[edit] Beauty

Image:NYYC 30.jpg
New York 30 Class Design, by Nathanael Herreshoff

A vessel has three lines that define most of its beauty. The coaming line is the line of the top of the hull. The silhouette defines how the superstructure looks. The entry line defines how the bow looks.

In general, the lines should remind a viewer of each other. A low silhouette is pleasing, and also reduces danger from wind.

[edit] External criteria

External criteria mostly are criteria concerning safety which are imposed mostly by one or more of 3 parties:

  • International Maritime Organization (IMO), a sub-organization of the United Nations specifically concerned with shipping.
  • Flag state, the state in which the ship is registered. The flag state usually only enforces IMO-rules and regulations and demands that a ship is classified by a classification Society.
  • Classification Society, a commercial organization enforcing minimum technical and management standards.

[edit] Safety

Maritime safety is concerned with five major items.

  • The strength of hull the and its separate parts.
  • Buoyancy, the ability of the ship to remain above water.
  • The stability, the ability of the ship to remain or return to a safe position.
    • Initial stability
    • Dynamic stability
    • Damage stability
  • Seakeeping and Freeboard
  • Fire protection.

[edit] Strength of ships

Strength is an issue because most ships can be twisted or suspended between two wave-tops under some conditions. The hull only has to fracture once to fail in service and endanger people. see also: Strength of ships.

[edit] Stability

  • Instantaneous stability is a measure of how the vessel's buoyancy is distributed. For example, a flat wooden board floats flat on water because its buoyancy is widely distributed. Some useful measures are the angles of roll (tilting to the side) or pitch (nose down or up) per unit of wind speed, or ton of misplaced cargo.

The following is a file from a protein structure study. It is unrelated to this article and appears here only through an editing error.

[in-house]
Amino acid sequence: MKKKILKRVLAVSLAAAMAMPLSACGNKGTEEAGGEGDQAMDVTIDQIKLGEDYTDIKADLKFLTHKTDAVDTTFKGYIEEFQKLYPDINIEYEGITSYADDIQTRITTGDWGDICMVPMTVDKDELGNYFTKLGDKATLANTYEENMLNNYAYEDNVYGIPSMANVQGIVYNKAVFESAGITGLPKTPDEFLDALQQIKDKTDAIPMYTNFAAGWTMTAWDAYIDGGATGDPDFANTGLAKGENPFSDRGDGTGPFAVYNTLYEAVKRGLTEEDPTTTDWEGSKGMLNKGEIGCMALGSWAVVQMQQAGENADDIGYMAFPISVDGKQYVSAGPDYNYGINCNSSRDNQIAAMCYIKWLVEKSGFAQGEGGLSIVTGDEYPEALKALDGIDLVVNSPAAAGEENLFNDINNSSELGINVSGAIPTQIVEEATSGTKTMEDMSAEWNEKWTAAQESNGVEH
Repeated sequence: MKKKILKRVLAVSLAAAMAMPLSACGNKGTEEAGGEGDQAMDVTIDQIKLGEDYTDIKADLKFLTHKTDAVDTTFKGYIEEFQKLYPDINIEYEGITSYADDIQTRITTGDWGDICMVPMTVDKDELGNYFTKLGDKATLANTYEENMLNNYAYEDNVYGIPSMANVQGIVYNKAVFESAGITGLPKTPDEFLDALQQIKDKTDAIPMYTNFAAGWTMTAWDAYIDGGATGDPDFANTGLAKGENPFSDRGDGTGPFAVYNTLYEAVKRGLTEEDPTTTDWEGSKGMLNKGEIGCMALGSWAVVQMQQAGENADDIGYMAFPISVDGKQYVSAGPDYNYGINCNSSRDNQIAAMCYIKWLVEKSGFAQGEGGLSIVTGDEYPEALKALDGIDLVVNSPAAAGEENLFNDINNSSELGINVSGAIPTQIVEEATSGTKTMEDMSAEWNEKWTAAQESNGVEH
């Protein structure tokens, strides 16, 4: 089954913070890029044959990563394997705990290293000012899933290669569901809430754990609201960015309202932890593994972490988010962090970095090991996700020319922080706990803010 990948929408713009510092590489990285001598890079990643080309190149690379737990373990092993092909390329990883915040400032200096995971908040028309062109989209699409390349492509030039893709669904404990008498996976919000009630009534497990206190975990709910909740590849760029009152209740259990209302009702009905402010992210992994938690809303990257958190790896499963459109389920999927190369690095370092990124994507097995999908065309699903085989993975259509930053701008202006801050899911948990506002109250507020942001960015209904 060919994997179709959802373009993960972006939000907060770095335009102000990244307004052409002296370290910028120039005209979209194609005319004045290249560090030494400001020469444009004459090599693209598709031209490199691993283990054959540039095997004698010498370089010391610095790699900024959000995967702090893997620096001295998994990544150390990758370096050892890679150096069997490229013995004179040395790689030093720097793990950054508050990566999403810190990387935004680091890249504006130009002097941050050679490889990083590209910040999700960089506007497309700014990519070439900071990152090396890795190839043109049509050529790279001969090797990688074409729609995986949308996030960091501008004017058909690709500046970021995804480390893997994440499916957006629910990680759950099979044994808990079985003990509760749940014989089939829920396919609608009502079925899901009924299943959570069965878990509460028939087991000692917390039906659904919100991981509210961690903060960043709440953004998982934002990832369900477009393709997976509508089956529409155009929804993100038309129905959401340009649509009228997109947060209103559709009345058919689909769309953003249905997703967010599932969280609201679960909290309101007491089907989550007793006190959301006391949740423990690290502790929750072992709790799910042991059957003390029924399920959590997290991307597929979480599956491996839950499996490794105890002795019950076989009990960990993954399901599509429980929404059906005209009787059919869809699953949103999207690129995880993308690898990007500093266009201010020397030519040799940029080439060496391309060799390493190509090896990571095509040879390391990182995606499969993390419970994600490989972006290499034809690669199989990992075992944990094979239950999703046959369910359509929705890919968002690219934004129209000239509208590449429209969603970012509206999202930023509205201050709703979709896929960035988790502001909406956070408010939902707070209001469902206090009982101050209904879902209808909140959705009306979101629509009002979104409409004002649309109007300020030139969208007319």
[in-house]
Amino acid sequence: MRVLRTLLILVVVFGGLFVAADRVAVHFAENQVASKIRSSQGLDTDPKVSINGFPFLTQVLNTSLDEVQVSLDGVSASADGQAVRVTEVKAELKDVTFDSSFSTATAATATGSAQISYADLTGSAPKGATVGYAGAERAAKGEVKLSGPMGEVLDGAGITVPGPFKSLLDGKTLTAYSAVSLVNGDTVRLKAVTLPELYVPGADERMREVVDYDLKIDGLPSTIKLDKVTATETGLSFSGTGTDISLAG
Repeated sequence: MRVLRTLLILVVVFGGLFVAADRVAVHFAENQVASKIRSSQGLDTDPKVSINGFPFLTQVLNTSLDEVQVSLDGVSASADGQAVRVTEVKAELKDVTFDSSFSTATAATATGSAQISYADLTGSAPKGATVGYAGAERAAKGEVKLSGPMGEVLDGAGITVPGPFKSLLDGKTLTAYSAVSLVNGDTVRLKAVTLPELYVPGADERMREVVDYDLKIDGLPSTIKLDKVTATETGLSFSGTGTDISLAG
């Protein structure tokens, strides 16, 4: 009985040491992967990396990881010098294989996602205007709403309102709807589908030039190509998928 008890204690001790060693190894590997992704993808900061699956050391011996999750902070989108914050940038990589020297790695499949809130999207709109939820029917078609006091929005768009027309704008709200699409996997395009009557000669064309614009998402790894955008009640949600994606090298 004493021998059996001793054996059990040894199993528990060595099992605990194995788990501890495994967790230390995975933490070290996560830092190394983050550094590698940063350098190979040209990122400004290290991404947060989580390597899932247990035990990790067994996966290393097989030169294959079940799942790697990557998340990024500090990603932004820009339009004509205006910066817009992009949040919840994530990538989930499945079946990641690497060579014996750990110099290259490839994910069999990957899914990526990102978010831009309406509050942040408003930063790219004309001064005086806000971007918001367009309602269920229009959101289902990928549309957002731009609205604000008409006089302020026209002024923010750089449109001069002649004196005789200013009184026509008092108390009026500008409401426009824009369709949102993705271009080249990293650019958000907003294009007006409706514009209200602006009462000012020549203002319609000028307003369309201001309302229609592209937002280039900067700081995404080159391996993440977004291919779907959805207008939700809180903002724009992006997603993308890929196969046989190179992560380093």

• Ultimate stability is concerned with where the vessel's center of gravity has been located. It measures the angles of pitch or roll at which the vessel capsizes and cannot recover. Sometimes this can be as much as 180 degrees; for example, most lifeboats and single-hulled pleasure sailboats can recover after being dropped into a basin upside down. Most vessels can recover from rolls of 100 degrees (a knockdown), and pitches of 30 degrees.[citation needed] Larger ships can be overstressed by their own weight at extreme pitches or heave.
  • Damaged stability gives an indication of the ability of the ship to survive a collision, grounding, or explosion in which the hull is breached and water enters one or more compartments of the ship. There are two methods of calculation of damaged stability:
    • Deterministic calculation, in which a limited number of important compartments or combinations of compartments are flooded after which the floating position of the ship and the remaining positive stability are assessed.